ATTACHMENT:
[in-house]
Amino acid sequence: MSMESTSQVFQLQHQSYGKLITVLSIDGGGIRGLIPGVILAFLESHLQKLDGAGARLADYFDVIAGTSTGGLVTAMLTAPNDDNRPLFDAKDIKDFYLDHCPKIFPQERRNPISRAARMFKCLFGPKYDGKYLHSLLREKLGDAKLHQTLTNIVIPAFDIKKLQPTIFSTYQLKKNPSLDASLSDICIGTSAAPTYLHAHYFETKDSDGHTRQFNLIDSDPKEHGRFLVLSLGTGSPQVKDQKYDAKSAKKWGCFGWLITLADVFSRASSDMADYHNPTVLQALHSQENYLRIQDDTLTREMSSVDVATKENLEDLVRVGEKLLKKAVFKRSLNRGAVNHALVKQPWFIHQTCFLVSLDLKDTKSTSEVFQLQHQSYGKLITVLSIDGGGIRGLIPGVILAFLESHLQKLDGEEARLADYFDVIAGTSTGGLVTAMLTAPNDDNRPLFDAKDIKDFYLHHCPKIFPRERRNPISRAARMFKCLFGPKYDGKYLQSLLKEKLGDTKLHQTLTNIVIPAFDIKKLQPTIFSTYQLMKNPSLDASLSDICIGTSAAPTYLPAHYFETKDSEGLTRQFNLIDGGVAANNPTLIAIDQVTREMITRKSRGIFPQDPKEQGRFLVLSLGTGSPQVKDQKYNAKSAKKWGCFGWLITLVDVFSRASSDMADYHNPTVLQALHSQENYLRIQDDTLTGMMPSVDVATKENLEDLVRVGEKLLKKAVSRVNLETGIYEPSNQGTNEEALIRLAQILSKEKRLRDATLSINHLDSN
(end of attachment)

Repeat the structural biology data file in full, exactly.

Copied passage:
[in-house]
Amino acid sequence: MSMESTSQVFQLQHQSYGKLITVLSIDGGGIRGLIPGVILAFLESHLQKLDGAGARLADYFDVIAGTSTGGLVTAMLTAPNDDNRPLFDAKDIKDFYLDHCPKIFPQERRNPISRAARMFKCLFGPKYDGKYLHSLLREKLGDAKLHQTLTNIVIPAFDIKKLQPTIFSTYQLKKNPSLDASLSDICIGTSAAPTYLHAHYFETKDSDGHTRQFNLIDSDPKEHGRFLVLSLGTGSPQVKDQKYDAKSAKKWGCFGWLITLADVFSRASSDMADYHNPTVLQALHSQENYLRIQDDTLTREMSSVDVATKENLEDLVRVGEKLLKKAVFKRSLNRGAVNHALVKQPWFIHQTCFLVSLDLKDTKSTSEVFQLQHQSYGKLITVLSIDGGGIRGLIPGVILAFLESHLQKLDGEEARLADYFDVIAGTSTGGLVTAMLTAPNDDNRPLFDAKDIKDFYLHHCPKIFPRERRNPISRAARMFKCLFGPKYDGKYLQSLLKEKLGDTKLHQTLTNIVIPAFDIKKLQPTIFSTYQLMKNPSLDASLSDICIGTSAAPTYLPAHYFETKDSEGLTRQFNLIDGGVAANNPTLIAIDQVTREMITRKSRGIFPQDPKEQGRFLVLSLGTGSPQVKDQKYNAKSAKKWGCFGWLITLVDVFSRASSDMADYHNPTVLQALHSQENYLRIQDDTLTGMMPSVDVATKENLEDLVRVGEKLLKKAVSRVNLETGIYEPSNQGTNEEALIRLAQILSKEKRLRDATLSINHLDSN